Bolivia’s Health Minister Arrested Over “Corruption”

  • Together with him, two consultants from the institution that funded the operation were also arrested.
  • The country’s Justice Minister, Alvaro Coimbra, promised that no stone would be left unturned in as far as the corruption scandal is concerned.
  • The interim president, Jeanine Áñez, vowed to deal with the case with a heavy hand.

Bolivia’s Health Minister, Marcelo Navajas, was arrested last week on corruption charges after just six weeks on the job. Allegedly, Navajas overspent millions of dollars on inadequate ventilators. The health policy advisor to interim president Jeanine Áñez had ruled out any form of corruption in the procurement of 170 respirators from a Spanish company through intermediaries.

Jeanine Áñez is a Bolivian politician and lawyer who has served as a senator for Beni since 2010. In November 2019, following the resignation of Evo Morales, Áñez declared herself interim president.

Together with him, two consultants from the institution that funded the operation, the Inter-American Development Bank (IDB), who initially supported this purchase to deal with Covid-19, were also arrested.

Following Navajas’ arrest, communications chief Isabel Fernandez announced to the media that Anez “decided to remove the health minister” to “avoid any interference in the work of the law.” Current Deputy Health Minister Eydi Roca will “temporarily fill the position,” she added. 

Other officers in the health docket under investigation for having participated in the scheme were also fired, Fernandez elaborated. The country’s Justice Minister, Alvaro Coimbra, promised that no stone would be left unturned in as far as the corruption scandal is concerned. ”It doesn’t matter whether (the accused) is minister, deputy minister or director, they are going to be tried,“ he said.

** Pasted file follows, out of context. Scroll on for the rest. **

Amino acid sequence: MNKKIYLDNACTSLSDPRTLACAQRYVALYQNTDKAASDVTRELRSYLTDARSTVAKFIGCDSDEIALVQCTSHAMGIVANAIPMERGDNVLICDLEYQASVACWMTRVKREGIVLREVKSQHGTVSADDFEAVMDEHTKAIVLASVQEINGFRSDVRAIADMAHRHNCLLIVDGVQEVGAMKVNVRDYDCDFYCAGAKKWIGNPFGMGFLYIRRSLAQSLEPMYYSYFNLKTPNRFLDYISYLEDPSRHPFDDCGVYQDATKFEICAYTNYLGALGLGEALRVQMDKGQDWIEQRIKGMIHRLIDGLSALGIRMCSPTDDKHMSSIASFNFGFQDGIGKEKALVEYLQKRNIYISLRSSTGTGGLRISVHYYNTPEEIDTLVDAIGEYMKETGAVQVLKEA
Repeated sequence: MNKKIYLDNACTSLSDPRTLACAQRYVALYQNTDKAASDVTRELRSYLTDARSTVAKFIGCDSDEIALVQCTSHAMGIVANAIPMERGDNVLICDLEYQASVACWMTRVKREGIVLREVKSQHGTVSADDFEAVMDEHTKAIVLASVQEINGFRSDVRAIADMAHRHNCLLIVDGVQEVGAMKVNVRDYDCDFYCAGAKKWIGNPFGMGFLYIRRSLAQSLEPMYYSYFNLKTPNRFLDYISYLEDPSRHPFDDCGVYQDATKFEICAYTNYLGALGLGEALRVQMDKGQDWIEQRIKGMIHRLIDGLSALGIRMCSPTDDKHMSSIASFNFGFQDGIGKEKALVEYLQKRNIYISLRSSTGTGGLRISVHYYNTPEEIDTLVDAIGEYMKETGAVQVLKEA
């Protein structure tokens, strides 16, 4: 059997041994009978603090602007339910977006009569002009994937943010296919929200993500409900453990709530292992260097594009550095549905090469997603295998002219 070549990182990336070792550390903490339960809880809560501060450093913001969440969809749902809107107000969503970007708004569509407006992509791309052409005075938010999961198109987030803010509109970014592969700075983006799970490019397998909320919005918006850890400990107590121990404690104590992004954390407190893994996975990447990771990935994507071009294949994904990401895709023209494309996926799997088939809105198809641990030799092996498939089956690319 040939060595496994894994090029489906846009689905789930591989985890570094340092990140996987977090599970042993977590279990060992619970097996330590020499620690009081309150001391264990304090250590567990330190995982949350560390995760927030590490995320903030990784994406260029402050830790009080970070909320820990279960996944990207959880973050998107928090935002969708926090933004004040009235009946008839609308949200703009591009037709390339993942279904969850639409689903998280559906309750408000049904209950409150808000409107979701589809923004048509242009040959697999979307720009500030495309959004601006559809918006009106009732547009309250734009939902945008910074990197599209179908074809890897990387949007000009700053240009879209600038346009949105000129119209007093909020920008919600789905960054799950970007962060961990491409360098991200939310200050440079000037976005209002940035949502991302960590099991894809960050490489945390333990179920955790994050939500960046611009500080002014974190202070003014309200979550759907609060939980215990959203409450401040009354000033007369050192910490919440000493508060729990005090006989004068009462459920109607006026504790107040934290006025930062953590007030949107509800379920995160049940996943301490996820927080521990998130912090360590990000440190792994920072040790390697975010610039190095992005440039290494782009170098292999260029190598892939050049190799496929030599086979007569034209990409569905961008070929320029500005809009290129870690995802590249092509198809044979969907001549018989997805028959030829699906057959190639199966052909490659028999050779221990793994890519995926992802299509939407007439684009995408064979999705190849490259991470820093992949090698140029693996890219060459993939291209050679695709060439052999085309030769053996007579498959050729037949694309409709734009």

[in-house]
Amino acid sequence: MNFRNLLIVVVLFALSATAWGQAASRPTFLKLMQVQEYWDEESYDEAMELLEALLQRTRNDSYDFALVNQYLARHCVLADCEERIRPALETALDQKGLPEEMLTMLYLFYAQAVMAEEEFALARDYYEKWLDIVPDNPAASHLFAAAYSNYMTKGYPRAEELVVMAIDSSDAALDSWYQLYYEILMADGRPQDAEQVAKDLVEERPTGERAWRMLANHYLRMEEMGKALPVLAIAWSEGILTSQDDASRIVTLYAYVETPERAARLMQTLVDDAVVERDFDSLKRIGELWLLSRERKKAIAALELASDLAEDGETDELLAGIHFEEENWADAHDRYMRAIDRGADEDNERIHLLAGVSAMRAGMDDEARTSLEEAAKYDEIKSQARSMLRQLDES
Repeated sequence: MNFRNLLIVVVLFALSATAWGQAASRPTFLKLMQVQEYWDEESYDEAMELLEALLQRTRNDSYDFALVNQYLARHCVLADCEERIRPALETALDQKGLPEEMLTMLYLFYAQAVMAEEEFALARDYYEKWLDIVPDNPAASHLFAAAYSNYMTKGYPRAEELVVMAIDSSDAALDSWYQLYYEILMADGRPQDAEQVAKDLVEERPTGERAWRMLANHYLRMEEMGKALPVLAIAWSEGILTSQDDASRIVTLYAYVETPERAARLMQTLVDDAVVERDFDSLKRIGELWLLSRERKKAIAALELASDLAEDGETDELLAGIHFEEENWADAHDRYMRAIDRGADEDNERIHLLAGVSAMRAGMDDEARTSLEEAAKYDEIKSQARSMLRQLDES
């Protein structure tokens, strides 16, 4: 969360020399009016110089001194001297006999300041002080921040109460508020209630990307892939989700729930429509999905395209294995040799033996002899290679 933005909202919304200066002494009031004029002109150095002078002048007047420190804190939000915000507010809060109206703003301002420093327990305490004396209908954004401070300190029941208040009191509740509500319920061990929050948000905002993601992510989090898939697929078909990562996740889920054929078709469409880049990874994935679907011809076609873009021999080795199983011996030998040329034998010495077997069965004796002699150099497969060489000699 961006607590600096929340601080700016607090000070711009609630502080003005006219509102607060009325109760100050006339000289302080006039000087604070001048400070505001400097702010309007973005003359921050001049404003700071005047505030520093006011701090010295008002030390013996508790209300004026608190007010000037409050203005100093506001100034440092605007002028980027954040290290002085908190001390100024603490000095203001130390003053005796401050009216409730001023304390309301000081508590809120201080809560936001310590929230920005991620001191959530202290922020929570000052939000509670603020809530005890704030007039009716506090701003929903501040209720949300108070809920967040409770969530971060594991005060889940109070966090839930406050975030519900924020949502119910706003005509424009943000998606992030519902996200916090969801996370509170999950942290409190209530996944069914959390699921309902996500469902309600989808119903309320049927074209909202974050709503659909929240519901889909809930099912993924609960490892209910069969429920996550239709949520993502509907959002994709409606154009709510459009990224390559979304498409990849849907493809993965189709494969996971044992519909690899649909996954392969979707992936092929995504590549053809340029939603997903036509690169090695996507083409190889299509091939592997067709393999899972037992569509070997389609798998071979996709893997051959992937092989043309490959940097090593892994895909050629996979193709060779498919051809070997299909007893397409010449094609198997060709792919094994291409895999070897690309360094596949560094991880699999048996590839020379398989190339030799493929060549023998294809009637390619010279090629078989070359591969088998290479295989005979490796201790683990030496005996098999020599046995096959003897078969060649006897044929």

Navajas, who was arrested on May 20, was sentenced on Sunday to a three-month preventive sentence. These arrests, which are in addition to those of a middle-ranking official, took place a few hours after the interim president, Jeanine Áñez, vowed to deal with the case with a heavy hand. ”I will seek jail and order the full weight of the law against those who have taken a single cent. Every penny of corruption must be returned to the state,“ Anez tweeted late on Tuesday.

The COVID-19 pandemic in Bolivia began when its first two cases were confirmed on 10 March 2020 in the departments of Oruro and Santa Cruz. As of May 26, there are 6,263 confirmed cases and 250 deaths.

According to the Bolivian press, each of the ventilators produced by the Catalan company, GPA Innova, has a factory price of $7,194. The interim government, however, paid over $4.7 million for 170 machines. This amounts to a cost of $28,000 per ventilator. It should be noted that the interim government did not pay its sum to the company, but to one or more intermediaries. This detail has not yet been clarified.

The Bolivian executive decided to make this purchase directly in Spain, according to the first data through the consul in Barcelona, ​​David Pareja. This was despite the fact that a local importer had offered to bring the same equipment to the South American country for $12,500 per unit.

Those ventilators have also been contested by Bolivian medical associations, for a reason other than their price. In letters and public statements, specialists pointed out that these devices were not adequate for intensive care, but rather for emergency assistance, and therefore were inadequate for serving patients with Covid-19.

To date, Bolivia has recorded 6,263 COVID-19 cases and 250 people have died. Eighty-one percent of cases are in the eastern departments of Santa Cruz and Beni, whose medical services are in enormous difficulty.

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Vincent Ferdinand

News reporting is my thing. My view of what is happening in our world is colored by my love of history and how the past influences events taking place in the present time.  I like reading politics and writing articles. It was said by Geoffrey C. Ward, "Journalism is merely history's first draft." Everyone who writes about what is happening today is indeed, writing a small part of our history.

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